Oldbury, West Midlands
This article needs additional citations for verification. (December 2009) (Learn how and when to remove this template message)
Sandwell Council House in Oldbury
|Population||25,488 (Built-up area)|
|OS grid reference|
|Sovereign state||United Kingdom|
|Postcode district||B68, B69|
|EU Parliament||West Midlands|
At the 2011 census, the ward of Oldbury had a population of 13,606, while the wider built-up area has a population of 25,488 according a 2017 census. However, Sandwell Metropolitan Borough Council give the population figure of Oldbury as 50,641.
The place name Oldbury, comes from the Old English 'Ealdenbyrig', - signifying that Oldbury was old even in early English times over 1000 years ago. Eald being Old English for 'old', Byrig is the plural of 'burh' in Old English - a burh being a fortification or fortified town.
Oldbury was part of the ancient parish of Halesowen, a detached part of Shropshire surrounded by Worcestershire and Staffordshire, and the manor was owned by the Oldbury family until the 17th century when Alderman John Oldbury had no male heir and his two daughters, Mary, Countess of Warrington and Dorothy, Baroness Herbert, married into the aristocracy.
By the Counties (Detached Parts) Act 1844, Oldbury was reincorporated into Worcestershire after a nine-hundred-year absence. It became an Urban District in 1894, receiving Municipal Borough-status in 1935.
In 1966, Oldbury was merged with the County Borough of Smethwick and the Municipal Borough of Rowley Regis to form the County Borough of Warley, which also included most of the Tividale area of Tipton and the eastern section of Oakham in Dudley. The geographical county boundaries were also changed to include the whole of Warley as part of Worcestershire; formerly, both Rowley Regis and Smethwick had been in Staffordshire.
Oldbury council built several thousand houses, flats and bungalows for some 40 years until its disbandment, the 1,000th of which was completed in 1933 at Wallace Road near the border with Rowley Regis.
In 1974, Oldbury became part of the new Sandwell Metropolitan Borough (a merger between the county boroughs of West Bromwich and Warley), and was transferred into the West Midlands Metropolitan County. Since 1986, after the abolition of the West Midlands County Council, Sandwell effectively became a unitary authority. Sandwell Council's headquarters are situated in Oldbury Town Centre.
Oldbury comes within the B68 and B69 postal districts, the latter of which also covers part of Tipton. The postal town is Oldbury, although it previously came under the Warley post town, along with Smethwick, Rowley Regis, and Cradley Heath.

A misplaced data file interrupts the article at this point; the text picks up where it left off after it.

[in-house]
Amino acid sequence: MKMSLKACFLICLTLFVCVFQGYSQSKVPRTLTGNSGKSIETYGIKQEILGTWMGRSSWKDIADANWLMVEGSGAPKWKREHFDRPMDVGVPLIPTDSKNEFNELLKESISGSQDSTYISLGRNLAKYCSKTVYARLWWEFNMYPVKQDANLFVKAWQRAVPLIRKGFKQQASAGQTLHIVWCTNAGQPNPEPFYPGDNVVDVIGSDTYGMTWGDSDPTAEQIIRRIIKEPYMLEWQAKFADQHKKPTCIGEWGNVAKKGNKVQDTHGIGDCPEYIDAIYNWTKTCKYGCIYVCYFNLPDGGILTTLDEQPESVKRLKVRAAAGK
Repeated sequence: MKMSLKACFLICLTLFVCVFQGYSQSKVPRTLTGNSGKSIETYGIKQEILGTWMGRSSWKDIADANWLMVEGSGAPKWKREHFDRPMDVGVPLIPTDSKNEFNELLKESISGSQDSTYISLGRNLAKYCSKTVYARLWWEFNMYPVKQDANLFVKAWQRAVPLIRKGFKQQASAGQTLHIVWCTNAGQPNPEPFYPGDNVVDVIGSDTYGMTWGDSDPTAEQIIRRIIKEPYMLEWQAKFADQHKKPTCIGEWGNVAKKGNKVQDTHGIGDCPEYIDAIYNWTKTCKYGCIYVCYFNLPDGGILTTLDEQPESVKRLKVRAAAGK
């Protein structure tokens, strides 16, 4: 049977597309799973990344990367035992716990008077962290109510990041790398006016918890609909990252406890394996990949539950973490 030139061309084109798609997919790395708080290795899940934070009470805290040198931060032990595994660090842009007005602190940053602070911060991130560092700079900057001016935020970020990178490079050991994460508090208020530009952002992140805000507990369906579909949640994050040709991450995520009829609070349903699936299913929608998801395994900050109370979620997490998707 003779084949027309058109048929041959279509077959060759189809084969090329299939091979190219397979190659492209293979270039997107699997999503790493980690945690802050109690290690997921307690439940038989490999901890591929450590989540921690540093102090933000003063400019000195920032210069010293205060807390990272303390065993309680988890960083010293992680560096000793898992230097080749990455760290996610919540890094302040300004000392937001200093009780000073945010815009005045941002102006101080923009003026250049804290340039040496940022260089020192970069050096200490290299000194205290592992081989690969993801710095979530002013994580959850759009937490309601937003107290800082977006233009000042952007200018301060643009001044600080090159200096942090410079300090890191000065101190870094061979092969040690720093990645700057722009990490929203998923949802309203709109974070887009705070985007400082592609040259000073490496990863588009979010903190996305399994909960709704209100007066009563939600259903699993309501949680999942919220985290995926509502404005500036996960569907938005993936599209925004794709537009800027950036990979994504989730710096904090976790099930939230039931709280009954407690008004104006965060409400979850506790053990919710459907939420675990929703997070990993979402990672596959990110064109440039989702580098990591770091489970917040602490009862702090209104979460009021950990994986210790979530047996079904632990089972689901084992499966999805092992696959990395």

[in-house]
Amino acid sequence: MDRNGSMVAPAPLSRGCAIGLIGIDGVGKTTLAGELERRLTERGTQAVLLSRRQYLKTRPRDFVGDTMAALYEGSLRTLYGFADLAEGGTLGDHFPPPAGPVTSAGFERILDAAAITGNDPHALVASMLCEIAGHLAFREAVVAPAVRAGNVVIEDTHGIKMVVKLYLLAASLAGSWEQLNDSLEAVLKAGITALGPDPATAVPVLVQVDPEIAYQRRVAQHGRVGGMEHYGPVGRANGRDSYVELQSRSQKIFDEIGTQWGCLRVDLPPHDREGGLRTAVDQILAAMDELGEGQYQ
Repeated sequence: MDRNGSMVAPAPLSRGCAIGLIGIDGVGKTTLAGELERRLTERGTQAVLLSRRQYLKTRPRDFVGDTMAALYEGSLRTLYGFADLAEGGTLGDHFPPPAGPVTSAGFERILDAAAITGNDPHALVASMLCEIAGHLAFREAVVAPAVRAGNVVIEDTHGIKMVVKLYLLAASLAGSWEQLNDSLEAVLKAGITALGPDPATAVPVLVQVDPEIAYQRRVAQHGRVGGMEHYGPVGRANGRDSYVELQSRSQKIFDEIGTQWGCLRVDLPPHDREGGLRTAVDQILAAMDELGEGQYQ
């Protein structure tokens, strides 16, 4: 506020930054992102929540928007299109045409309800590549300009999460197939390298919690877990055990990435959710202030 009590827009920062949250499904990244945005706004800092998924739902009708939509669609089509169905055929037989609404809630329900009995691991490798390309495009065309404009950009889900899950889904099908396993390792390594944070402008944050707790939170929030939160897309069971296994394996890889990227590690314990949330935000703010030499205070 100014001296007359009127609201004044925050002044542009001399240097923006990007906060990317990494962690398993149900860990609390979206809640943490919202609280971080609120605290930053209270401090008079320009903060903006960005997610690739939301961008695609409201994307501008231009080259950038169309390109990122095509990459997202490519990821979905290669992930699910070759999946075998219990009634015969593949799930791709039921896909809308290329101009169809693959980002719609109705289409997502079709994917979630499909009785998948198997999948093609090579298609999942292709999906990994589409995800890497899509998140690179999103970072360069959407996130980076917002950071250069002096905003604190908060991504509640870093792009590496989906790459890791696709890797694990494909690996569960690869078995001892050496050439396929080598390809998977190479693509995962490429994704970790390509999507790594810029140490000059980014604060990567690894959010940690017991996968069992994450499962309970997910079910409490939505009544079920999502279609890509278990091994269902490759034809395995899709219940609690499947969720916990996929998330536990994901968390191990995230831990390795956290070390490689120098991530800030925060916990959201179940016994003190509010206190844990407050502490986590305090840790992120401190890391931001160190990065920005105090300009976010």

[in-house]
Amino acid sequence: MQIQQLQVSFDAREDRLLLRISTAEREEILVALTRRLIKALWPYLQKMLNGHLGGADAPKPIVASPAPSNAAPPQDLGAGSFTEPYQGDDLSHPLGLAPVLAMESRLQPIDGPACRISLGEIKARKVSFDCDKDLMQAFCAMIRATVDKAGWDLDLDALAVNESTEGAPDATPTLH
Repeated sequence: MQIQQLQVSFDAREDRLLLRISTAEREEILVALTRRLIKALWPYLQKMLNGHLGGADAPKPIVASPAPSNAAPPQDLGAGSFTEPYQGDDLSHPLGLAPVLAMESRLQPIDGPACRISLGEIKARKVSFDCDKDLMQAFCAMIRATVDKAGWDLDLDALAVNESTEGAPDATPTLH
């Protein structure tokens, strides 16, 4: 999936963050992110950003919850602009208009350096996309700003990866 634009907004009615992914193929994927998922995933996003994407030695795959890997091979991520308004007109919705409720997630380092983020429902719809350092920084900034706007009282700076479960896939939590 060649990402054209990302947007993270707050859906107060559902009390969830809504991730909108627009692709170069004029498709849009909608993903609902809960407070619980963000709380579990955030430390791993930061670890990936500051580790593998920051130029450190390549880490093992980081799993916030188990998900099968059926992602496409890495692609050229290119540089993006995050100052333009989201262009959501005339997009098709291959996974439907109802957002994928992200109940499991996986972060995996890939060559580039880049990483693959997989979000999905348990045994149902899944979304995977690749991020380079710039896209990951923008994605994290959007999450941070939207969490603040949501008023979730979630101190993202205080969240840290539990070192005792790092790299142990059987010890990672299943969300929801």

The first branch of Lloyds Bank was opened in Oldbury in 1864. The branch was founded to serve fellow Quakers Arthur Albright and John Wilson's local chemical factory. The original building survives to this day, but was recently made redundant as a bank and became a Subway fast food restaurant. Subway moved from the building early in 2012.
In October 1980, retail giant J Sainsbury opened one of its first SavaCentre hypermarkets in Oldbury town centre. 20 years later, it was rebranded as a traditional Sainsbury's store as the retailer gradually phased out the SavaCentre side of the business. The town saw a large expansion in retail since then, including a Toys "R" Us superstore on at Birchley Island, which opened in October 1988 and stayed open until the retail chain went out of business in 2018, and Oldbury Green Retail Park was built on the town's ring road in the mid-1990s. A Homebase store which was built during the 1980s also relocated to the Oldbury Green development, with the previous building being taken over by Gala Bingo. This, along with the development of the Merry Hill Shopping Centre some six miles away during the second half of the 1980s, has contributed to a decline in the fortunes of nearby West Bromwich town centre as a retail centre since the 1980s, although West Bromwich has bounced back since the New Square shopping centre opened in the summer of 2013.
Due to the socio-economics of Sandwell, the area has a number of social housing organisations such as Black Country Housing Group which has been operating in Sandwell since its relocation from Birmingham in the 1980s.
In November 2015, Hagley Road West, Oldbury became home to the new Home Interiors Store; Thrift Vintage Interiors, which has since won the 'Best Local Business' award at the Birmingham inspiration Awards 2017.
For over thirty years, there were three railway stations in the parish named Oldbury; only one is still open, but under a new name. The oldest surviving one is on the Stour Valley Line (former LMS Railway), at Bromford Road. It has been there since the 1850s. It was originally called Oldbury & Bromford Lane Station, then Oldbury Station, but it is now known as Sandwell and Dudley.